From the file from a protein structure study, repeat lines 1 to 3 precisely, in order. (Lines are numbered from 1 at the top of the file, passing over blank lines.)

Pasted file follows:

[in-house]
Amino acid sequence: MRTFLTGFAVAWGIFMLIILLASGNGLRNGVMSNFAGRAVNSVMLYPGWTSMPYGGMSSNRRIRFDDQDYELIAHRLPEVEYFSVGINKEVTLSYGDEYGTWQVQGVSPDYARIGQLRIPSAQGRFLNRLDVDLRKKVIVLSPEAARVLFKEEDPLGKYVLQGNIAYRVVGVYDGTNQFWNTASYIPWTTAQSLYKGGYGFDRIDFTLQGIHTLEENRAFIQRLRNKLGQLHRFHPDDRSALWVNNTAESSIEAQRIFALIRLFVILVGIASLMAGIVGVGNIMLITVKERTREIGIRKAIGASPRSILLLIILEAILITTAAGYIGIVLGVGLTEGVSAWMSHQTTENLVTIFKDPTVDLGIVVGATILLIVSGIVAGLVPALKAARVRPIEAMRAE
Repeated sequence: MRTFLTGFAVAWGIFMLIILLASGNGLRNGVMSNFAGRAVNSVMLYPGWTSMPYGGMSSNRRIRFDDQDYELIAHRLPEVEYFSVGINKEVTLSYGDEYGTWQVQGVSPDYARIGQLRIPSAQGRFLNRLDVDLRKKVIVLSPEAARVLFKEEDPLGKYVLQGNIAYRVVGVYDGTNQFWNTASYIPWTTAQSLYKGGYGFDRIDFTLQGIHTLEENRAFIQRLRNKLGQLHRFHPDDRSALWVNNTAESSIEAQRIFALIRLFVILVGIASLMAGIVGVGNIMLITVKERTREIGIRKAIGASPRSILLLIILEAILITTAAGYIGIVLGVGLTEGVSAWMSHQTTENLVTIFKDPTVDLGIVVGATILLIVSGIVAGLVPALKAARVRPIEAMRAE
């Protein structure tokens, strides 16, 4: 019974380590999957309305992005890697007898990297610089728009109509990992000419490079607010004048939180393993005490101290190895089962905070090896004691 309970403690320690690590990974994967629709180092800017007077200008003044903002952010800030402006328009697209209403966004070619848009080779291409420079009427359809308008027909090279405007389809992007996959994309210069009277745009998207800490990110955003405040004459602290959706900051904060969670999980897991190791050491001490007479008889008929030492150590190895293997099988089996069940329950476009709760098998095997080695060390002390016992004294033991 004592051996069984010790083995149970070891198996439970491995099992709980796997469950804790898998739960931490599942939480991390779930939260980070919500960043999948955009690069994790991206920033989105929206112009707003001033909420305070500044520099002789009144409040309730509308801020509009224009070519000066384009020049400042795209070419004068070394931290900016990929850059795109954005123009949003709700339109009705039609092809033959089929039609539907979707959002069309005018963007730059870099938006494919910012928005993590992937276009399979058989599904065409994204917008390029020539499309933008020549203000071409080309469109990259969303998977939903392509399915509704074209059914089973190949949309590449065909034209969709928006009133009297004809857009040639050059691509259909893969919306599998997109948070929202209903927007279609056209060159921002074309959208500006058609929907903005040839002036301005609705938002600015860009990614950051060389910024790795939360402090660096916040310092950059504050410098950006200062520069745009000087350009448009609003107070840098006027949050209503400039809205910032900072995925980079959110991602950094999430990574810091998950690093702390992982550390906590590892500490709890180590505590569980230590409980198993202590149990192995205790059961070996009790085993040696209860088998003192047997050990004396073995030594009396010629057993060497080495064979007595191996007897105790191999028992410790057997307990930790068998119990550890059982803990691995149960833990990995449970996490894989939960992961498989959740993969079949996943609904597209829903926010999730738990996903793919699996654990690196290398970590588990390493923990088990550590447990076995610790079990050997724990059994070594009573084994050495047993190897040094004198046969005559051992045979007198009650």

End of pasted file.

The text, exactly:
[in-house]
Amino acid sequence: MRTFLTGFAVAWGIFMLIILLASGNGLRNGVMSNFAGRAVNSVMLYPGWTSMPYGGMSSNRRIRFDDQDYELIAHRLPEVEYFSVGINKEVTLSYGDEYGTWQVQGVSPDYARIGQLRIPSAQGRFLNRLDVDLRKKVIVLSPEAARVLFKEEDPLGKYVLQGNIAYRVVGVYDGTNQFWNTASYIPWTTAQSLYKGGYGFDRIDFTLQGIHTLEENRAFIQRLRNKLGQLHRFHPDDRSALWVNNTAESSIEAQRIFALIRLFVILVGIASLMAGIVGVGNIMLITVKERTREIGIRKAIGASPRSILLLIILEAILITTAAGYIGIVLGVGLTEGVSAWMSHQTTENLVTIFKDPTVDLGIVVGATILLIVSGIVAGLVPALKAARVRPIEAMRAE
Repeated sequence: MRTFLTGFAVAWGIFMLIILLASGNGLRNGVMSNFAGRAVNSVMLYPGWTSMPYGGMSSNRRIRFDDQDYELIAHRLPEVEYFSVGINKEVTLSYGDEYGTWQVQGVSPDYARIGQLRIPSAQGRFLNRLDVDLRKKVIVLSPEAARVLFKEEDPLGKYVLQGNIAYRVVGVYDGTNQFWNTASYIPWTTAQSLYKGGYGFDRIDFTLQGIHTLEENRAFIQRLRNKLGQLHRFHPDDRSALWVNNTAESSIEAQRIFALIRLFVILVGIASLMAGIVGVGNIMLITVKERTREIGIRKAIGASPRSILLLIILEAILITTAAGYIGIVLGVGLTEGVSAWMSHQTTENLVTIFKDPTVDLGIVVGATILLIVSGIVAGLVPALKAARVRPIEAMRAE